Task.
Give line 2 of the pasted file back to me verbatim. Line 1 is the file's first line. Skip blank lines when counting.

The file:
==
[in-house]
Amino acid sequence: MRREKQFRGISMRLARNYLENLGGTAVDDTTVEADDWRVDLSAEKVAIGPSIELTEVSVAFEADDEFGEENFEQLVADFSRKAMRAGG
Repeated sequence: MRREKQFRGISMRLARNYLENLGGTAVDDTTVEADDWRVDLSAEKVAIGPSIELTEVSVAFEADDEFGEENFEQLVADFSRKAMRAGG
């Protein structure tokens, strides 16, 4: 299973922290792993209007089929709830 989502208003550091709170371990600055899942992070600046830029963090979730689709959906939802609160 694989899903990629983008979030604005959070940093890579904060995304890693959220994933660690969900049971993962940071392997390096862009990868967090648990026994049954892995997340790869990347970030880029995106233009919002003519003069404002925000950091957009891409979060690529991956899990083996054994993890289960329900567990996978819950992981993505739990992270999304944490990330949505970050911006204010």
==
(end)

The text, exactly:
Amino acid sequence: MRREKQFRGISMRLARNYLENLGGTAVDDTTVEADDWRVDLSAEKVAIGPSIELTEVSVAFEADDEFGEENFEQLVADFSRKAMRAGG